And last week, when the kitchen cabinet contractors finally came to start work on my new kitchen cabinet (yes, finally!), we had to schedule their work time with the day when we get the water. Thankfully the workers’ boss understood the situation and rescheduled the work schedule for us.

pailswatershortagelim0103

(Selling like hot cakes – plastic water storage. Image source: theStar)

Extra storage

The other aspect of water ration is water storage. With less water used on days when the water is rationed by realigning the use of treated water, there is an added comfort if you have that extra storage of water lying some where in the house, just in case the water ration is extended for another day or two. Water storage is very high on our priority list.

In addition to the house water tank located on the roof, we had to ensure that we had stored enough water for drinking, cooking, washing, bathing and for use of toilet and this must be enough to last the whole household for at least 2 days or more. From the onset, as part of my prepping readiness, I had ensured that storage for drinking water is addressed first. We can go on without bathing for days but we cannot do the same when it comes to drinking water.

The 2 large 15 liters water containers was more than enough to sustain us for the 2 days (despite the water disruption and the warm weather making us to drink more water). Based on my calculation, it should last us for at least a week. And to be on the safe side, for my daughter’s use, we also bought 2 boxes of 1.5 liter drinking water bottles. Each box has about 1.5 liter 12 bottles – so in total we had about 66 liters of drinking water which is sufficient to meet the daily recommended water intake per person for 1 week. In addition to this, we had filled up 4 pots of raw tap water that can be easily boiled for drinking. That adds another 40 liters of drinking water. So drinking water was not a major problem.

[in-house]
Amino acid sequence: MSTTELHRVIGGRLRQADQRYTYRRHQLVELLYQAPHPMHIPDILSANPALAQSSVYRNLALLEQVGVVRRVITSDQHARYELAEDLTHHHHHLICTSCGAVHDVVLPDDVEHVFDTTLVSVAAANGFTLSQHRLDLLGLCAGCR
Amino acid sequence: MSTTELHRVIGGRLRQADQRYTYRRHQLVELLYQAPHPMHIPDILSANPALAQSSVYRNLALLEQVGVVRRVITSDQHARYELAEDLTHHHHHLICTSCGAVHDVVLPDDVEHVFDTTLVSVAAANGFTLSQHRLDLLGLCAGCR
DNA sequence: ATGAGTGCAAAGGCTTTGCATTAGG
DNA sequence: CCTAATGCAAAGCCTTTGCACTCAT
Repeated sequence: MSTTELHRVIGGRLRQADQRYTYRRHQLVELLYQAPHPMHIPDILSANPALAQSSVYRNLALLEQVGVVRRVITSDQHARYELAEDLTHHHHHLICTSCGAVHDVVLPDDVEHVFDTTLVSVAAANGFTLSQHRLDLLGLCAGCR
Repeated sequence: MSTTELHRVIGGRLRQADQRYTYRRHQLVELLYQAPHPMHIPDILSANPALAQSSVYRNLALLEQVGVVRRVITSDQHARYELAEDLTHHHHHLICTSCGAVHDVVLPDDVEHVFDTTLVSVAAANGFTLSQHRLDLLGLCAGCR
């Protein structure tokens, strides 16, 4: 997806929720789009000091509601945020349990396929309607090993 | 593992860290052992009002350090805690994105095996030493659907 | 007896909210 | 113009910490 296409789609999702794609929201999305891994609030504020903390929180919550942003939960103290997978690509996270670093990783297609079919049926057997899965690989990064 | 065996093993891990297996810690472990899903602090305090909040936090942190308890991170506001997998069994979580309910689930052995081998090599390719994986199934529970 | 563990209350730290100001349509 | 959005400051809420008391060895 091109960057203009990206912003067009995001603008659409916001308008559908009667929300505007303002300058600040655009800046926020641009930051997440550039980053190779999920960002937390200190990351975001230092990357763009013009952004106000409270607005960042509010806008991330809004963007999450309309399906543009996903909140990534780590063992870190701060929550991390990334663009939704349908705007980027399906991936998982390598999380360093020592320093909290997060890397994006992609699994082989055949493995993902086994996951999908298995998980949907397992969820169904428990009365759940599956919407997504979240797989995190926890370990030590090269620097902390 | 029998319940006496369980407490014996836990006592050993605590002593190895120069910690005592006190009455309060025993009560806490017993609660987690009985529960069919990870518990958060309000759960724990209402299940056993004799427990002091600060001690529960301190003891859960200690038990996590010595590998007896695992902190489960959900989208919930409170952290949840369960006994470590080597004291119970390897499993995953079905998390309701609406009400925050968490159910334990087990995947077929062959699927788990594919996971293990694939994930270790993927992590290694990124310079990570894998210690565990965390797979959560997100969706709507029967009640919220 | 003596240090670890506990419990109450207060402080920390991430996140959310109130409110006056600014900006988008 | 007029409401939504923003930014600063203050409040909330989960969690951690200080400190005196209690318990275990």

For bath and toilet, we had bought 3 huge water containers (about 80 liters each) at about RM70 each (price jacked due to the water crisis, no doubt) and this is filled to the brim when we had water and kept this stored water unused until the house tank water goes dry.

Moving forward

Then the question that begs to be answered is whether with Phase 1, 2, 3 & 4 water rations in place, does it really saves up water? If you ask me, it does not – it seems like we still use the same amount water on an average basis. Dirty clothes still need to be washed. We still need to take shower and use the toilet. We may not cook at home but since we buy food from the outside, the restaurant still uses water. But this is something for the authorities to consider in the long run. As individual preppers, what is more important is storage and managing usage for greater sustainability.